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 Post subject: Re: Hardboot setups even softbooters will love
PostPosted: Wed Jul 21, 2010 2:16 pm 
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buell wrote:
barrows wrote:
Great post Buell. Glad to hear the F boots are working for you. If I was in the market for new boots I would almost certainly be going with the F-3.
RE:
buell wrote:
I consider flex in the binding system important. I ride F2 alpine binding toe and heel pieces direct mounted to the Voile slider. They allow more lateral flex than the Cateks that Barrows uses or the Bombers but less lateral flex than the Voiles.

I hear ya, but with the (extensive) mods I have done to to Zzero 3s I now get so much medial/lateral flex out of the boot itself that I no longer need (or want) the binding/boot interface to flex. You are right, the Cateks do not allow for much movement with their very thick bales. I have Burton raceplate toe and heel pieces as well, with thinner bales. The Burtons are also a little lower to the plate. I am trying to get a custom slider plate built, which will allow me to drill a mounting hole pattern for the Burton toe/heel which will allow for adjustment, will report back on this if/when it comes to fruition.


I spoke with Scarpa the other day and the F3s are discontinued. I guess the Terminator had too much overlap with it. Unless a good ride mode can be figured out for the F1s, I do not consider them as good of an option for splitting as the F3s due to the walk / ski mechanism design.

In the alpine hardboot (carving on groomers) world there is a constant discussion of flex in the binding verses flex in the boot. For alpine bindings I have tried stiff (Bomber and Catek) and soft (F2, Burtons are soft as well but I have not tried them) and am firmly in the softer binding camp. I think rider weight could play a big part of one's preference because a heavier rider can (will) get more flex from all parts of the boot / binding system. I am a lightweight at 145 pounds.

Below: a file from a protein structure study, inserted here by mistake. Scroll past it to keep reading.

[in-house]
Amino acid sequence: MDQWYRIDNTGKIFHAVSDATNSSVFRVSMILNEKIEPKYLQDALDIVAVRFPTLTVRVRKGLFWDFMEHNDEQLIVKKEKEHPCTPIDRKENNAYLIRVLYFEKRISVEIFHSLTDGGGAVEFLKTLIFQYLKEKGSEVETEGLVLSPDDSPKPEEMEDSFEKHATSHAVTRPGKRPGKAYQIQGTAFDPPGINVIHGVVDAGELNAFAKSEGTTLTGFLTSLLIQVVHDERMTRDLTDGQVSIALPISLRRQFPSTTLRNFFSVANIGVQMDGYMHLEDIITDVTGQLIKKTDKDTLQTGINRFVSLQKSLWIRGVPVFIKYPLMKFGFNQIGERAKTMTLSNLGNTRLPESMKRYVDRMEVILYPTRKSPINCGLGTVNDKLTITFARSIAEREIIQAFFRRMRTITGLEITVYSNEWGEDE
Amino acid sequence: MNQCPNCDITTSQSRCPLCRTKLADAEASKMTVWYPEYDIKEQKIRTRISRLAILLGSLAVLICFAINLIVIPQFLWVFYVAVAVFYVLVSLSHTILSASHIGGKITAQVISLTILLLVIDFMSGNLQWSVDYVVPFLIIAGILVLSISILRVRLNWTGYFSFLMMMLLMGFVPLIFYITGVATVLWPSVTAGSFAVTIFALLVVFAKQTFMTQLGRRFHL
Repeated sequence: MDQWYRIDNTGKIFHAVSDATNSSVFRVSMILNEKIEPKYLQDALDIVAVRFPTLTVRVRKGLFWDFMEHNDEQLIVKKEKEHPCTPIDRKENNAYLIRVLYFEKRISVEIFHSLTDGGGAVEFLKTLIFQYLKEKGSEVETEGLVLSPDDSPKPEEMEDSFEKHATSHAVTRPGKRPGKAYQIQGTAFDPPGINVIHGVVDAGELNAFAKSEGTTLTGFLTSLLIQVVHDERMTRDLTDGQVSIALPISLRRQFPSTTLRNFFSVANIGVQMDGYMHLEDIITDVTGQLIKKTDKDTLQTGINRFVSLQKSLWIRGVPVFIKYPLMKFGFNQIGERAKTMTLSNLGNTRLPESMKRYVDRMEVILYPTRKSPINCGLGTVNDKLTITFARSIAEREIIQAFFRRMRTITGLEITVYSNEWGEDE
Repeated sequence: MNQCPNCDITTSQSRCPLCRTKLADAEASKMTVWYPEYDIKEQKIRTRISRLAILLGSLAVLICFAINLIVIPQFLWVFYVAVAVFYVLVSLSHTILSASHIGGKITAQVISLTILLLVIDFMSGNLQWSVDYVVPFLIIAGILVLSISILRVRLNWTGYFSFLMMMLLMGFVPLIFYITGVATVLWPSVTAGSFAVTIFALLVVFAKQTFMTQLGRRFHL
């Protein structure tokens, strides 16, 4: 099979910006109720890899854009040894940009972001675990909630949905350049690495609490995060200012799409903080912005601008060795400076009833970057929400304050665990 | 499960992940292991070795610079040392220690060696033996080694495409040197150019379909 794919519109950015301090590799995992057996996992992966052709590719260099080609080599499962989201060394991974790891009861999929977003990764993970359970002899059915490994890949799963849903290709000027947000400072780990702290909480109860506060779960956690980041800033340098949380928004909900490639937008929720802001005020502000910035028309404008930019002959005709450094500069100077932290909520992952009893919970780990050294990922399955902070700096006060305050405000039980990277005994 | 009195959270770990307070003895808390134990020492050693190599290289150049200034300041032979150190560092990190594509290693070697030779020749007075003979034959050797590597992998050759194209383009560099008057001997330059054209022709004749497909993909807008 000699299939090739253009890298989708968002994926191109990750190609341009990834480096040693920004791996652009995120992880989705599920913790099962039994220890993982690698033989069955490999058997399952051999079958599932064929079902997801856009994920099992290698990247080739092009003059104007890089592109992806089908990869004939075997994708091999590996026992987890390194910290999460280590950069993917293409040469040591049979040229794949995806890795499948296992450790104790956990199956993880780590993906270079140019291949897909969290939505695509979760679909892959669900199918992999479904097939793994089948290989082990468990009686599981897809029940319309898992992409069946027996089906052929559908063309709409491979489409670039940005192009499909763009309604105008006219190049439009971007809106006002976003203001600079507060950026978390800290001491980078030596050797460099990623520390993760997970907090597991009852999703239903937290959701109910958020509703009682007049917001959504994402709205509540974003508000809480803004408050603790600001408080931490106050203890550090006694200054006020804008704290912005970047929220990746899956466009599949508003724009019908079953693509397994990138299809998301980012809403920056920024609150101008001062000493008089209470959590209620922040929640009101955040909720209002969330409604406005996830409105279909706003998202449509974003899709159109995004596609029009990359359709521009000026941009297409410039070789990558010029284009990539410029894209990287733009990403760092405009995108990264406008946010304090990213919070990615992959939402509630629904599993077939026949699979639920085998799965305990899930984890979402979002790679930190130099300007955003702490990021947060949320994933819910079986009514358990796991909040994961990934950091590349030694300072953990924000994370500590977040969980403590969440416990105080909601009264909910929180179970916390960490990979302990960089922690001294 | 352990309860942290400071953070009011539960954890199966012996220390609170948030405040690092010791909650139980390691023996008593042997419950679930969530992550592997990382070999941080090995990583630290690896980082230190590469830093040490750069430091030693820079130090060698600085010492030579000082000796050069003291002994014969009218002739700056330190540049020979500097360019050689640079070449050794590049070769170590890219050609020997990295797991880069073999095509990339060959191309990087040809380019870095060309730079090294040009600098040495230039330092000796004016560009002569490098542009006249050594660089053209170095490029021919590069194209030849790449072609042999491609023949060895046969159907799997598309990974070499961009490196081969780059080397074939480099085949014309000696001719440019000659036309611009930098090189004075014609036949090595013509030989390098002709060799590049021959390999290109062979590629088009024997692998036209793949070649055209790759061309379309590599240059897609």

Yeah, your weight could be a factor for sure. I am around 170-175 most of the time. Too bad about the F-3, I suspect that the new Maestrale will be the replacement for skiers. I might to find a closeout F-3 now...

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 Post subject: Re: Hardboot setups even softbooters will love
PostPosted: Wed Jul 21, 2010 2:56 pm 
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Location: Eugene and Coos Bay, Oregon.
barrows wrote:
Too bad about the F-3, I suspect that the new Maestrale will be the replacement for skiers. I might to find a closeout F-3 now...


Scarpa said it was because the F3 was too close to the Terminator X. Which is an NTN boot and looks pretty similar to me.

The F3 comes up quite often on http://www.tramdock.com for about $350. Somewhere else might have it too.


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 Post subject: Re: Hardboot setups even softbooters will love
PostPosted: Wed Jul 21, 2010 3:15 pm